Cite as: Margaret Clunies Ross (ed.) 2017, ‘Anonymous Lausavísur, Stanzas from the Fourth Grammatical Treatise 36’ in Kari Ellen Gade and Edith Marold (eds), Poetry from Treatises on Poetics. Skaldic Poetry of the Scandinavian Middle Ages 3. Turnhout: Brepols, p. 614.
|Hugsan flýtir lysting ljóta,
lysting fæðir samþykt skæða,
samþykt fæðir synd og nauðir,
synd spenr á sig illa venju,
|ill venja dregr nauðsyn nóga, |
nauðsyn leiðir sál í dauða,
dauði spillir æði öllu
andar lífs með beisku grandi.
Hugsan flýtir ljóta lysting, lysting fæðir skæða samþykt, samþykt fæðir synd og nauðir, synd spenr á sig illa venju, ill venja dregr nóga nauðsyn, nauðsyn leiðir sál í dauða, dauði spillir öllu æði lífs andar með beisku grandi.
Thought hastens ugly desire, desire feeds noxious consent, consent feeds sin and sufferings, sin attracts to itself a bad habit, a bad habit brings with it compulsion aplenty, compulsion leads the soul to death, death destroys the whole nature of the life of the soul with bitter injury.
Mss: W(117), W(120) (FoGT)
Readings:  fæðir: flýtir W(120)  spenr: spennir W(120)  æði: eðli W(120)
Editions: Skj: Anonyme digte og vers [XIII], [C]. D. Religiøse og moraliserende vers af den 4. grammatiske afhandling 12: AII, 165, BII, 182-3, Skald II, 95, NN §2587; SnE 1848-87, II, 234-7, FoGT 1884, 144, 288-9, FoGT 2004, 52, 76, 149, 38-9, 127-8.
Context: Stanza 36 is the third illustrative example of the figure onopomenon in FoGT. It is introduced with the comment that this figure can also be called brachilogia, and that some scholars (svmer meistarar) say that climax is a form (species) of this figure. Climax is defined as sv er vm iafnar gradvr leiðer hveria maals greín af annaʀ̇i, sem her ‘that which leads every sentence from another by equal steps, as here’. The stanza then follows.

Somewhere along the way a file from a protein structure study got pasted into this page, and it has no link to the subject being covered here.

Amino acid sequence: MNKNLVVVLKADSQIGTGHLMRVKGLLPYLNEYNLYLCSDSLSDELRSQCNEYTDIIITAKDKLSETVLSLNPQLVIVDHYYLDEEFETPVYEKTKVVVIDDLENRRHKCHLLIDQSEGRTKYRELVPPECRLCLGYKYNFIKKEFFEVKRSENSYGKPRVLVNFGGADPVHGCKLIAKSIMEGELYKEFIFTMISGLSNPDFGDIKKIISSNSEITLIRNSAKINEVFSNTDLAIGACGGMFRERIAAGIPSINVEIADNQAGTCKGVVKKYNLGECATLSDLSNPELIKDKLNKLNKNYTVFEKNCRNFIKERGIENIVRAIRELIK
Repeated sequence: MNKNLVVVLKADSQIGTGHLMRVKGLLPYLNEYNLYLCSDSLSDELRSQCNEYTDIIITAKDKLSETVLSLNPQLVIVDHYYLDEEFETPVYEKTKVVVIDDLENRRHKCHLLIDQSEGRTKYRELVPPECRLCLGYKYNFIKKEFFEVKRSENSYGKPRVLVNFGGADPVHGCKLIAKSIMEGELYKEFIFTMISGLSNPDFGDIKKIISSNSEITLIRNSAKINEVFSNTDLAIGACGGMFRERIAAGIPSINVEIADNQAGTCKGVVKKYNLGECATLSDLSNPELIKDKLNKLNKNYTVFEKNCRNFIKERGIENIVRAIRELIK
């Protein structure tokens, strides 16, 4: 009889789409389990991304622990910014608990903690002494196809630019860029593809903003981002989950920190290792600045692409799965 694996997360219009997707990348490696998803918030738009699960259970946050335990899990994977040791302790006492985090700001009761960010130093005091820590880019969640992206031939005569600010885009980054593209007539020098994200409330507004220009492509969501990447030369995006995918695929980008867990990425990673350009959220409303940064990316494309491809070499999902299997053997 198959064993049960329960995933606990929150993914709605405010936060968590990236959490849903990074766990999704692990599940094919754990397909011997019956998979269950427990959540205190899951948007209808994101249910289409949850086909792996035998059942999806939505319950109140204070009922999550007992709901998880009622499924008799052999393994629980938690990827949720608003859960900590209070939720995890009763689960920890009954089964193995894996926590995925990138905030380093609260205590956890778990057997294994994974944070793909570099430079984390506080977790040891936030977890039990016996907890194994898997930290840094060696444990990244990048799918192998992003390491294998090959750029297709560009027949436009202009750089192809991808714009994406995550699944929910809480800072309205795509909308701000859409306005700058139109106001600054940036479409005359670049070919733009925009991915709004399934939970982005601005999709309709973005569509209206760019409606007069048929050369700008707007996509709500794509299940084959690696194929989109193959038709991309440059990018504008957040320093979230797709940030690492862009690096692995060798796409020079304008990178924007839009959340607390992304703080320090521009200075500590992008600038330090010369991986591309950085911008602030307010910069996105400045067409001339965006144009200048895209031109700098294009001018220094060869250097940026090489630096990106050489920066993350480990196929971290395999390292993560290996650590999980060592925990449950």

Notes: [All]: This stanza has been written in a later, probably C15th hand on the verso side (p. 120) of the last leaf of W that contains FoGT. — [All]: The metre of this
highly didactic if not homiletic stanza is hrynhent. — [All]: The association between brachilogia and climax can be found in the Graecismus (Wrobel 1887, 7, ll. 84-5), and it is likely that the author of FoGT was thinking of Évrard of Béthune when he referred to the opinion of ‘some scholars’. In a different part of the Graecismus (Wrobel 1887, 13, ll. 49-51), Évrard describes the figure of gradatio, with examples, as de uoce in uocem descende, gradatio fiet ‘[if you] descend from word to word, it produces gradatio’. This is very similar to the strategy of st. 36. —  æði ‘nature’: The version of this stanza on W(120) reads eðli,
which has the same meaning. — : All previous eds except Kock (NN §2587) have taken lífs ‘of life’ (l. 8) with með beisku grandi ‘with bitter injury’, and, while that is possible, much better sense in a Christian context is produced by taking lífs with andar ‘[the whole nature] of the life of the soul’. For the sinner, death destroys the whole nature of the life of the soul if the soul is damned in Hell.